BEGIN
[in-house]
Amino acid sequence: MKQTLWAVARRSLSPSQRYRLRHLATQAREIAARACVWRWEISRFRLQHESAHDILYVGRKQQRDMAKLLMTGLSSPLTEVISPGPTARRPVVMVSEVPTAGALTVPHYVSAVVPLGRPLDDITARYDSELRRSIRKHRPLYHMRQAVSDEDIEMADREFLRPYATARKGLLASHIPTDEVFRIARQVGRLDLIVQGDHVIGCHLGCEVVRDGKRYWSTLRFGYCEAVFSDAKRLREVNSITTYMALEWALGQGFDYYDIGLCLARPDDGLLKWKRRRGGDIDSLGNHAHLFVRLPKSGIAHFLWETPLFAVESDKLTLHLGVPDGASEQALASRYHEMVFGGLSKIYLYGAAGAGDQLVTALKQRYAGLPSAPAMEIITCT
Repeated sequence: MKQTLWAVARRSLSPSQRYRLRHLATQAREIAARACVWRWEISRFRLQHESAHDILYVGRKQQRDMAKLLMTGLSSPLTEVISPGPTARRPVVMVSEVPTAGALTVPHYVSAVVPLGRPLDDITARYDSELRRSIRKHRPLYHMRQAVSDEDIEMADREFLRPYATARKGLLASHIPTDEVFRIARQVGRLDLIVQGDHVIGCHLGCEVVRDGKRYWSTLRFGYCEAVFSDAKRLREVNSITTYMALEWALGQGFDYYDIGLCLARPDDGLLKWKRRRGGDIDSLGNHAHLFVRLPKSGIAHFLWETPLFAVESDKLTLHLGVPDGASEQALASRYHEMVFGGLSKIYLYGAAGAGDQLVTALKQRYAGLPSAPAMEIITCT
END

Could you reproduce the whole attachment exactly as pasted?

[in-house]
Amino acid sequence: MKQTLWAVARRSLSPSQRYRLRHLATQAREIAARACVWRWEISRFRLQHESAHDILYVGRKQQRDMAKLLMTGLSSPLTEVISPGPTARRPVVMVSEVPTAGALTVPHYVSAVVPLGRPLDDITARYDSELRRSIRKHRPLYHMRQAVSDEDIEMADREFLRPYATARKGLLASHIPTDEVFRIARQVGRLDLIVQGDHVIGCHLGCEVVRDGKRYWSTLRFGYCEAVFSDAKRLREVNSITTYMALEWALGQGFDYYDIGLCLARPDDGLLKWKRRRGGDIDSLGNHAHLFVRLPKSGIAHFLWETPLFAVESDKLTLHLGVPDGASEQALASRYHEMVFGGLSKIYLYGAAGAGDQLVTALKQRYAGLPSAPAMEIITCT
Repeated sequence: MKQTLWAVARRSLSPSQRYRLRHLATQAREIAARACVWRWEISRFRLQHESAHDILYVGRKQQRDMAKLLMTGLSSPLTEVISPGPTARRPVVMVSEVPTAGALTVPHYVSAVVPLGRPLDDITARYDSELRRSIRKHRPLYHMRQAVSDEDIEMADREFLRPYATARKGLLASHIPTDEVFRIARQVGRLDLIVQGDHVIGCHLGCEVVRDGKRYWSTLRFGYCEAVFSDAKRLREVNSITTYMALEWALGQGFDYYDIGLCLARPDDGLLKWKRRRGGDIDSLGNHAHLFVRLPKSGIAHFLWETPLFAVESDKLTLHLGVPDGASEQALASRYHEMVFGGLSKIYLYGAAGAGDQLVTALKQRYAGLPSAPAMEIITCT